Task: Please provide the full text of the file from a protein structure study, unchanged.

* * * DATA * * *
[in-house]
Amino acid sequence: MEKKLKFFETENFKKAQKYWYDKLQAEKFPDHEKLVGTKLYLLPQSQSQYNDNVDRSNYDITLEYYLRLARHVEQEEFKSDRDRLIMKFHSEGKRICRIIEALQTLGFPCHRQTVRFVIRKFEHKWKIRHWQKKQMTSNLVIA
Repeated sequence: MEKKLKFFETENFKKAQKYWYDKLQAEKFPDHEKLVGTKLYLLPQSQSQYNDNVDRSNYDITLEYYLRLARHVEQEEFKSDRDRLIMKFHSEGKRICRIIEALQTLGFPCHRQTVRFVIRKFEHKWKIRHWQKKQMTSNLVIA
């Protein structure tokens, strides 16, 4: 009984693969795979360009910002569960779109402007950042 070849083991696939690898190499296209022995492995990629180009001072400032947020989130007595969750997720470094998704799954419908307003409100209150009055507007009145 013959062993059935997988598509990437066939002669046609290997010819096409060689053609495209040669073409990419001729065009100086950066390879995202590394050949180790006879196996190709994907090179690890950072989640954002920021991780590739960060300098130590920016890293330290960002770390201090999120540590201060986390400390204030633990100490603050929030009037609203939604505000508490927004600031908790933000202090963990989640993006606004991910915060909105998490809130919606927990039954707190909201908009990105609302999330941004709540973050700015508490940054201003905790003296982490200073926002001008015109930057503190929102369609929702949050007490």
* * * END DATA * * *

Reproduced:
[in-house]
Amino acid sequence: MEKKLKFFETENFKKAQKYWYDKLQAEKFPDHEKLVGTKLYLLPQSQSQYNDNVDRSNYDITLEYYLRLARHVEQEEFKSDRDRLIMKFHSEGKRICRIIEALQTLGFPCHRQTVRFVIRKFEHKWKIRHWQKKQMTSNLVIA
Repeated sequence: MEKKLKFFETENFKKAQKYWYDKLQAEKFPDHEKLVGTKLYLLPQSQSQYNDNVDRSNYDITLEYYLRLARHVEQEEFKSDRDRLIMKFHSEGKRICRIIEALQTLGFPCHRQTVRFVIRKFEHKWKIRHWQKKQMTSNLVIA
């Protein structure tokens, strides 16, 4: 009984693969795979360009910002569960779109402007950042 070849083991696939690898190499296209022995492995990629180009001072400032947020989130007595969750997720470094998704799954419908307003409100209150009055507007009145 013959062993059935997988598509990437066939002669046609290997010819096409060689053609495209040669073409990419001729065009100086950066390879995202590394050949180790006879196996190709994907090179690890950072989640954002920021991780590739960060300098130590920016890293330290960002770390201090999120540590201060986390400390204030633990100490603050929030009037609203939604505000508490927004600031908790933000202090963990989640993006606004991910915060909105998490809130919606927990039954707190909201908009990105609302999330941004709540973050700015508490940054201003905790003296982490200073926002001008015109930057503190929102369609929702949050007490």